Bridging the gaps that still remain in virtual reality once the visual and audio elements are at least ‘good enough’, VR enthusiasts will surely turn their attention to elements that are missing from their experience whilst trying to reach into these new virtual worlds.

It’s fairly clear that input development is still lagging some way behind the blindingly rapid progress made by VR Headsets in the last 2 years. Although E3 2014 gave us extremely positive experiences with Sixense’s STEM and Control VR’s VR Gloves, it does seem as if we’re moving in the right direction.

Haptics are tied to input but often seen as disposable. Haptic technology, speaking broadly, transfers feedback via physical movement. A basic example is the force feedback you have in your consoles controller, where different motor oscillations give you immediate physical feedback when tied to gaming events. We’ve covered Tactical Haptics many times now, and their approach to a particular type of ‘skin stretching’ haptics were uncannily effective and proved that advanced haptics could indeed help enhance immersion.

Now, DEKKA Technologies reckon they’ve produced one of the most advanced haptic feedback system, specifically built to emulate weapon recoil. Originally designed for training purposes, DEKKA seems to have realised that a realistic way to emulate the feel of firing weapons might just be of interest to the consumer entertainment market and, in particular immersive entertainment such as virtual reality.

Striker VR (stands for Virtual Recoil) claims to differ from other realistic recoil simulators in that their system uses an electro-magnetic linear drive system rather than bulky, noisy compressed CO2 – DEKKA claim the drive converts energy “directly to linear motion” which seems to effectively mean precisely moving a weighted barrel to simulate the movement usually caused by detonations within the weapon. Their programmable system can apparently also simulate changed in weight distribution, although it’s not clear how far this capability can be pushed.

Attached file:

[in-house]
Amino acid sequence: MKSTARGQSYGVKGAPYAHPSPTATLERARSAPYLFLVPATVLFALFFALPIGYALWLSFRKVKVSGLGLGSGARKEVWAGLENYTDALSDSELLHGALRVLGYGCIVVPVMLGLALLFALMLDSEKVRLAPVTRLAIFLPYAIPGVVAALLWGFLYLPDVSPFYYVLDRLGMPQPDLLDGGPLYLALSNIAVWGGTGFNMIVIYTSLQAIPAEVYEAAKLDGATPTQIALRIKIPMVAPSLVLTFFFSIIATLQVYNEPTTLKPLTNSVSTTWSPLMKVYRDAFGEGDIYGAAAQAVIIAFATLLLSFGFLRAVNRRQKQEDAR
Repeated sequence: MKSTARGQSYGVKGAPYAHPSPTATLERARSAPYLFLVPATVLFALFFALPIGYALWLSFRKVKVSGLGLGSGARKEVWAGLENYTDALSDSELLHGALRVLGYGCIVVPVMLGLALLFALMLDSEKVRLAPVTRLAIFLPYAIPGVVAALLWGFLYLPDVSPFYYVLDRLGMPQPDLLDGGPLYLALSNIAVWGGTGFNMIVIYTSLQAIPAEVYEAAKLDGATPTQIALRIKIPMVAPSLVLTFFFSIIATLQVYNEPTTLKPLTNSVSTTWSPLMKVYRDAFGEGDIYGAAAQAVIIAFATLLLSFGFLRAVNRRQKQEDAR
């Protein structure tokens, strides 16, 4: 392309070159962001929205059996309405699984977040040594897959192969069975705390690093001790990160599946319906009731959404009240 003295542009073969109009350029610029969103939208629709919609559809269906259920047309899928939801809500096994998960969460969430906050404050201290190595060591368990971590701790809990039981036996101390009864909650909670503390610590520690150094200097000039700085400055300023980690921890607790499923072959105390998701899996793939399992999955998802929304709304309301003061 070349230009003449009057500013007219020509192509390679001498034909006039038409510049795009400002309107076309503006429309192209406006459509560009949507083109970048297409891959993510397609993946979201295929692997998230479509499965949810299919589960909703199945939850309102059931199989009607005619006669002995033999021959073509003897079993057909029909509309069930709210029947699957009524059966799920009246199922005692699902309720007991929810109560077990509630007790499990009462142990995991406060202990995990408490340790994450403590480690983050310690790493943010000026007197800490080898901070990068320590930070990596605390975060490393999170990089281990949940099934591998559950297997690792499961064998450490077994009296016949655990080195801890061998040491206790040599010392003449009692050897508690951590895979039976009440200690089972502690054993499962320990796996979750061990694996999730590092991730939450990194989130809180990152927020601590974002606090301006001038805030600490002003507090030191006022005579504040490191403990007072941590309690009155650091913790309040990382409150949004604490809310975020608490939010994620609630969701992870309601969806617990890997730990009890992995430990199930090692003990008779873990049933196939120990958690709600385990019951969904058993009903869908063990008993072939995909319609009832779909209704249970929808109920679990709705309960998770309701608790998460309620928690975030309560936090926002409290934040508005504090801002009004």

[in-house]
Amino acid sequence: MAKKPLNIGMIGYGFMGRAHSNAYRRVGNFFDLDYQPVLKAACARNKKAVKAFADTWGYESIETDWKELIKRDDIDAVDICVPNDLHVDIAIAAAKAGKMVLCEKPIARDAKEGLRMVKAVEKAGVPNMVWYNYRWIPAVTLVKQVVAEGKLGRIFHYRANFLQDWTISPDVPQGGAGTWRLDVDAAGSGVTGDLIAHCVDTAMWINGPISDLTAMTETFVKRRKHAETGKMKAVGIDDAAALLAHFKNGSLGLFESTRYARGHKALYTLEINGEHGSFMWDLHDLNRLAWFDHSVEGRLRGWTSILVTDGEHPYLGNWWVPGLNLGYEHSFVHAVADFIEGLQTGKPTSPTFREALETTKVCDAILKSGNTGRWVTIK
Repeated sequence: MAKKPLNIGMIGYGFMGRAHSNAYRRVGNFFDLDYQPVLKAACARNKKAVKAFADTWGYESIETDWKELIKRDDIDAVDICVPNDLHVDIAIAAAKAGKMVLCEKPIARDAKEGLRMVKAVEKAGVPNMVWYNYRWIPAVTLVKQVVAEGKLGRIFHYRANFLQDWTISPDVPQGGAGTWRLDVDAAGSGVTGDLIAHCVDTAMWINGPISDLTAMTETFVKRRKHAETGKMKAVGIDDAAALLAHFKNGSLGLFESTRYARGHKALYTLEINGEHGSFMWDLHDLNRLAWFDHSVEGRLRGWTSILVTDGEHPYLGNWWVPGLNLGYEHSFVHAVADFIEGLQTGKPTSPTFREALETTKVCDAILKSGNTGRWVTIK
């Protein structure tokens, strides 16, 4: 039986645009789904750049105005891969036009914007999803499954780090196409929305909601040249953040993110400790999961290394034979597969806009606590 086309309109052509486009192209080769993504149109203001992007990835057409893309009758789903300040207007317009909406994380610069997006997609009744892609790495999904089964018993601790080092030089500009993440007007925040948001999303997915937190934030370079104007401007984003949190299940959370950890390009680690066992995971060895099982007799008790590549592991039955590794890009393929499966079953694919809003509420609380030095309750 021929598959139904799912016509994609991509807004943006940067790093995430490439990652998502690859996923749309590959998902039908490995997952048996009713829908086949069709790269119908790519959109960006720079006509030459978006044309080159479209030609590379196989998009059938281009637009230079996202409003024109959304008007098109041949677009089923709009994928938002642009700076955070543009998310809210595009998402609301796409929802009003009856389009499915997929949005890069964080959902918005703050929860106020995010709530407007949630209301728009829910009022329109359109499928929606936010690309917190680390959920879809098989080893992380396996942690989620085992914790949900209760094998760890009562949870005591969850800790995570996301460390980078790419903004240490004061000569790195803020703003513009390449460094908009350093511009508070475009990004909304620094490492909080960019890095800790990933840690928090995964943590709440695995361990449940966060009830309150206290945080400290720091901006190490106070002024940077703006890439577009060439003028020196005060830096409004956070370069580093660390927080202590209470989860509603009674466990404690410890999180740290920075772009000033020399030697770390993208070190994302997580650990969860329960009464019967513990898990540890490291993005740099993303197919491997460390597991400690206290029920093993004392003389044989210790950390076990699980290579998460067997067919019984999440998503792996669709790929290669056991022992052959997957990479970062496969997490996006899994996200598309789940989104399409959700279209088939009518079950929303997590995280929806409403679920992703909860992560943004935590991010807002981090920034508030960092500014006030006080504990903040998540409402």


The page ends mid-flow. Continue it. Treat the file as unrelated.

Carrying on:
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Striker VRs Electro-magnetic Linear Drive Recoil System

What’s not clear however is if the unit contains the other requisite technology to be involved in a VR experience. Realistic recoil is great, but if the movement of your weapon isn’t translated into the game, there’s not much point. Whether DEKKA will begin investigating these avenues is as yet unclear. Also, the system clearly requires some heavy duty power, supplied by a rather chunky cable. The image above which includes the control box (designed for industrial use) but it’s unknown how much of that box is assigned to power supply.

Still, it’s an interesting progression of haptic technology, the uses of which could well give us that realistic weapon feel enthusiasts crave. We’ll keep an eye on Striker VR and let you know how it develops.